Sony Corp. last week posted 2002 fiscal year net profits of 115.15 billion yen ($961.1 million), much lower than Sony’s own forecast of 180 billion yen. Profits were propelled by cost cutting at its electronics division as well as by results at its Sony Pictures Entertainment and video game units. Sony said the TV business contributed to the bottom line through cost reductions, which included releasing fewer new network TV shows.
Sony’s overall profit for the 2003 fiscal year is projected to tumble to 50 billion yen ($417.3 million) while sales remain flat.
Viacom Buying Rest of Comedy Central
Viacom said last week that it would pay $1.225 billion to acquire from AOL Time Warner the 50 percent of cable channel Comedy Central it doesn’t already own in a cash deal the company expects to contribute to the bottom line in the first year of operations. The deal, which Viacom hopes to close by the end of the second quarter, helps AOL off-load some debt and at the same time strengthens Viacom’s stable of cable assets, further diversifying the company’s revenue streams.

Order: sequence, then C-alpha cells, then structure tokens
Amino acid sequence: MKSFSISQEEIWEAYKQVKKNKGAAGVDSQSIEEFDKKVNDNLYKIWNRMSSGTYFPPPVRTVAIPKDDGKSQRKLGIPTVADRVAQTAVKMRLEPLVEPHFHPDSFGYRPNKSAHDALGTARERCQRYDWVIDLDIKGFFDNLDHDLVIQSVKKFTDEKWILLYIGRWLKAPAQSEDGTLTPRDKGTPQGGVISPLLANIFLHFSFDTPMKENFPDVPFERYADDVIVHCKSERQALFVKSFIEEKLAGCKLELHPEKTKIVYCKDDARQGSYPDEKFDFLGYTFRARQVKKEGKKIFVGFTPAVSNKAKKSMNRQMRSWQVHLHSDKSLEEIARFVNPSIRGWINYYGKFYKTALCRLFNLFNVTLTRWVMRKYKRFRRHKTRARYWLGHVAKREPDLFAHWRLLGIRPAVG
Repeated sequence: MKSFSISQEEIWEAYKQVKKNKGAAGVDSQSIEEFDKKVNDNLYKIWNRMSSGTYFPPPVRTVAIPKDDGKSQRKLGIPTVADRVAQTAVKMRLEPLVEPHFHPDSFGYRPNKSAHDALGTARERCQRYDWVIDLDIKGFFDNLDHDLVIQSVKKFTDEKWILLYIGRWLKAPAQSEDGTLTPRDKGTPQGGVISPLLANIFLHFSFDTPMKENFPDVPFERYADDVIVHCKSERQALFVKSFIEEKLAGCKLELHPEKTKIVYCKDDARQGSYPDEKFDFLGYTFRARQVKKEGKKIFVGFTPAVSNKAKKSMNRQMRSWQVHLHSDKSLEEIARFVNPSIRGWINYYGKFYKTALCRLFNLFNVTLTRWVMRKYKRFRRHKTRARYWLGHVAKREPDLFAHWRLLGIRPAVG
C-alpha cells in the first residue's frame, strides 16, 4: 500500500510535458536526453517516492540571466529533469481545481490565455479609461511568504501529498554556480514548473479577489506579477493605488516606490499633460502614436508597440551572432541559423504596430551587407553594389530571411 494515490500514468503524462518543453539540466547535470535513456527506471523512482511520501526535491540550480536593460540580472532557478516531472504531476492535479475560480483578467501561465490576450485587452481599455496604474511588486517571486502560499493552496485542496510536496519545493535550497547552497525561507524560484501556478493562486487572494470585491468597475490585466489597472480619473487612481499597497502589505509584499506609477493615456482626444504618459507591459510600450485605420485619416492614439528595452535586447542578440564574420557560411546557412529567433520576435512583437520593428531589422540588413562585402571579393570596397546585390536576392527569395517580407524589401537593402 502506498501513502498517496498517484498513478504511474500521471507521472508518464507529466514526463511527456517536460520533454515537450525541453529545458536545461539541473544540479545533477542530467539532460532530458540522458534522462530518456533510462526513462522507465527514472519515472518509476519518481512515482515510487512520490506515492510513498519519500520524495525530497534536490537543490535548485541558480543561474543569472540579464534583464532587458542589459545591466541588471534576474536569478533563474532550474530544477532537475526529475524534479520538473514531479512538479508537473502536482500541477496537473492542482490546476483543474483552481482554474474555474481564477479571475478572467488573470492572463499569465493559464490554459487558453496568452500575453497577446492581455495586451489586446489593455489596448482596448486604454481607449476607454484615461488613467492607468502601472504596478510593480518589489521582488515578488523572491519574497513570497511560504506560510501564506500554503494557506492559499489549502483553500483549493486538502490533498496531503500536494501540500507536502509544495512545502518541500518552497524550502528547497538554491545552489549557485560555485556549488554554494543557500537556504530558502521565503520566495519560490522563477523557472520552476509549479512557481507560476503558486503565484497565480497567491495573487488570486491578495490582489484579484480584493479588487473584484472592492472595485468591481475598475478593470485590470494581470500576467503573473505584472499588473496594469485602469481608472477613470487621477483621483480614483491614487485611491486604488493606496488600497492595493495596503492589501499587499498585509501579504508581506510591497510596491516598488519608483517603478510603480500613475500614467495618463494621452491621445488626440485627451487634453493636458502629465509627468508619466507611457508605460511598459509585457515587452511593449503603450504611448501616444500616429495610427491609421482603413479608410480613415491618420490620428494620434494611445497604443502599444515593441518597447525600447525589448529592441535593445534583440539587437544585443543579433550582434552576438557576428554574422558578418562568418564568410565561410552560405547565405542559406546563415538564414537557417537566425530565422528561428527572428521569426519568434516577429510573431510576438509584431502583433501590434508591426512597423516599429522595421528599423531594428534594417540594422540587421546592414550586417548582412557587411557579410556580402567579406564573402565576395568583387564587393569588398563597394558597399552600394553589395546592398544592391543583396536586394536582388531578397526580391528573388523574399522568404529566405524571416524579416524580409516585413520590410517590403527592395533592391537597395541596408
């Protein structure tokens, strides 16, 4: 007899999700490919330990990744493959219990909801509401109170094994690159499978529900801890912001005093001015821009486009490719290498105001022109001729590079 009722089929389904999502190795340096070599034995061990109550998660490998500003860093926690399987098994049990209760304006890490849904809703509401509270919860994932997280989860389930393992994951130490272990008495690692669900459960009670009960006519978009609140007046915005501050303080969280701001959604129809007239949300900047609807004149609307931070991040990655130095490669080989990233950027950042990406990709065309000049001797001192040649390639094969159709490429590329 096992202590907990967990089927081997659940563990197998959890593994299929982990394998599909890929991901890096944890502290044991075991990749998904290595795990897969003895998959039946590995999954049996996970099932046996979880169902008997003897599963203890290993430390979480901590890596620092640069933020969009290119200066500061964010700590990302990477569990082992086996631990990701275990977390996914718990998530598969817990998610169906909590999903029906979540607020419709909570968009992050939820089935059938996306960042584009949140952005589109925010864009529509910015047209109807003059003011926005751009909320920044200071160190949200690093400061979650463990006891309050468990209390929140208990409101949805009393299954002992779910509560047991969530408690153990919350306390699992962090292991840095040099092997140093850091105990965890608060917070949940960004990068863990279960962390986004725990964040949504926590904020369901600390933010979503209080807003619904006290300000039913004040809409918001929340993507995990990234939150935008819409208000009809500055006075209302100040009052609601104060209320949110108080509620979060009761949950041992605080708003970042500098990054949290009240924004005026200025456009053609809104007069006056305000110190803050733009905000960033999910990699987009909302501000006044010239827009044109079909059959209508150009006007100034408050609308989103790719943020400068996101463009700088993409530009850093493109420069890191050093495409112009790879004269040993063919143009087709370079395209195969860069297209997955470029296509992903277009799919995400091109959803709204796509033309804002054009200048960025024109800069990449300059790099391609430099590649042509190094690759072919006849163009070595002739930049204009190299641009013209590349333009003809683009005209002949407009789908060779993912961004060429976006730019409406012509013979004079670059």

MGM Posts Reduced Loss
Metro-Goldwyn-Mayer posted a reduced first-quarter loss of $55.8 million, or 22 cents a share, vs. a loss of $90.8 million, or 37 cents, a year earlier. Revenue was up 25 percent, thanks to higher DVD sales, television earnings and modest box-office returns from the film Agent Cody Banks, the company said.
MGM said it was on track to meet its forecast for cash flow of $100 million to $150 million in 2003.